Firstly, we have created http://developer.ubuntu.com/pioneers which displays all of these developers and lists the apps that they have created. This will provide a permanent record of those who were there right at the beginning.

Secondly, we have designed a custom, limited-edition Ubuntu Pioneers t-shirt that we want to send to all of our pioneers. For those of you who are listed on this page, please ensure that your email address is correct in MyApps as we will be getting in touch soon.

Thank-you so much to every single person listed on that page. You are an inspiration for me, my team, and the wider Ubuntu project.

If you have that pioneering spirit and wished you were up there, fear not! We still have some space before we hit 200 developers, so go here to get started building an app.

Original by Jono Bacon

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David Planella

The judging is finished and the scores are in, we now have the winners of our third Ubuntu App Showdown! Over the course of six weeks, and using the Ubuntu SDK, our community of app developers were able to put together a number of stunningly beautiful, useful, and often highly entertaining apps.

We had everything from games to productivity tools submitted to the competition, written in QML, C++ and HTML5. Some were ports of apps that already existed on other platforms, but the vast majority were original apps created specifically for the Ubuntu platform.

Best of all, these apps are all available to download and install from the Apps Scope on Ubuntu phones and tablets, so if you have a Nexus device or one with a community image of Ubuntu, you can try these and many more for yourself. Now, on to the winners!

QML Apps: Project Dashboard

dashboard

Judges were astounded by the beautifully crafted Project Dashboard app, the winner of the QML category. Not only the idea and execution were brilliant, but also the fact that it’s a convergent QML application that runs on phones, tablet and desktop got it those coveted extra points from the jury.

With Project Dashboard you can keep track of different projects you’re managing or participating right from your device, in a very intuitive and easy way. For the geeks in us who contribute in several Open Source project, the excellent integration with Github makes it a pleasure to participate or manage the day to day of projects hosted in there.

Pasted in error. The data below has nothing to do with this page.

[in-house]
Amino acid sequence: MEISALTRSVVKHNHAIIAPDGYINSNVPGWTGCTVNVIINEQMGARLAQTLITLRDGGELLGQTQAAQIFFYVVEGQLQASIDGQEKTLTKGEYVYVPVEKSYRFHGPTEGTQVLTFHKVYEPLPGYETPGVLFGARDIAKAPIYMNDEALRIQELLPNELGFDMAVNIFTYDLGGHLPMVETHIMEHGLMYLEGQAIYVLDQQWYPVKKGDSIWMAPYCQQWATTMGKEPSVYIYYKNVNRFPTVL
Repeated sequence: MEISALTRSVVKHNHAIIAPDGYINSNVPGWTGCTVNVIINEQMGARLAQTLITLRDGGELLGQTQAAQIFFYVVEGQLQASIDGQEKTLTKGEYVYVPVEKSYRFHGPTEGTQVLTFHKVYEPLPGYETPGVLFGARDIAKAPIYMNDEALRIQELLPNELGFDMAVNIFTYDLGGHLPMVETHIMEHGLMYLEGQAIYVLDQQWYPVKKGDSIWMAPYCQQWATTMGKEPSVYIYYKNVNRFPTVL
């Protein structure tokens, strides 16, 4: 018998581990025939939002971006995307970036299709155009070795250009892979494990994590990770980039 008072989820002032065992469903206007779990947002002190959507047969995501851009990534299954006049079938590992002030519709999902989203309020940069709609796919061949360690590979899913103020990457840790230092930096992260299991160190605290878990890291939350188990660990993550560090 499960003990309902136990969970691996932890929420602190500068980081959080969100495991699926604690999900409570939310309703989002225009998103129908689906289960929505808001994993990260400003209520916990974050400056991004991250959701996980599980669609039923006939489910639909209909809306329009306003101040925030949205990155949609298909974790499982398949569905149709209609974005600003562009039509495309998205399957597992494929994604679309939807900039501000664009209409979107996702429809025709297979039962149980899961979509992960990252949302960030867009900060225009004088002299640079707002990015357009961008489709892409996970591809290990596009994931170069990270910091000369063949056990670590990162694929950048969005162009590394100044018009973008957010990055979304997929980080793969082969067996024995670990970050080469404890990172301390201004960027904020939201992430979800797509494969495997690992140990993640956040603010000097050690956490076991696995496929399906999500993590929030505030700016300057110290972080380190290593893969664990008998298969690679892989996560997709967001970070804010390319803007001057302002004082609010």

Well done Michael Spencer!

HTML5 Apps: BE Mobile

bemobile

Say you’re in Belgium and want to get quickly from A to B with public transport? Then you’ll definitely want to use the winner of the HTML5 apps category: BE Mobile.

BE Mobile helps travellers find the best routes and times to travel within Belgium by selecting a journey and searching through a list of public transport services that can be enabled or disabled at will. In addition to that, a set of Twitter feeds for the services are provided, so that commuters and occasional travellers get informed in real time of disruptions and news for the lines they’re wanting to use.

What’s beautiful about it is the way in which using the SDK’s HTML5 components the app blends into the system exactly as a QML app. Convergence is also well-catered for with a responsive HTML design.

Congrats to Jelmer Prins!

Ported Apps: 2048

2048

Whoever has been online lately has surely heard about or played 2048. This addictive game created by 19-year-old Gabriele Cirully has quicky reached Internet popularity status and quite a following. And now Ubuntu has got its own ported version thanks to developer Victor Thompson, who takes home the prize for the best ported app in this Showdown!